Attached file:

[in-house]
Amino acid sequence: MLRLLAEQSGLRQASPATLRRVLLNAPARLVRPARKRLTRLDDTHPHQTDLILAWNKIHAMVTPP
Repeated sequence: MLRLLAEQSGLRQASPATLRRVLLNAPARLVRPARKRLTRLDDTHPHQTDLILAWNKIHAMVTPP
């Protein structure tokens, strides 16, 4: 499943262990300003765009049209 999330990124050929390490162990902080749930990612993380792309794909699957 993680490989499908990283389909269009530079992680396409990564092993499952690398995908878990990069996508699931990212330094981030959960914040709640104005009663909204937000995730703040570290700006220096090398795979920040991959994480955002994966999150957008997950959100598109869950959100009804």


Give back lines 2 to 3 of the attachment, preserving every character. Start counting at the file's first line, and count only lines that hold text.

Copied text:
Amino acid sequence: MLRLLAEQSGLRQASPATLRRVLLNAPARLVRPARKRLTRLDDTHPHQTDLILAWNKIHAMVTPP
Repeated sequence: MLRLLAEQSGLRQASPATLRRVLLNAPARLVRPARKRLTRLDDTHPHQTDLILAWNKIHAMVTPP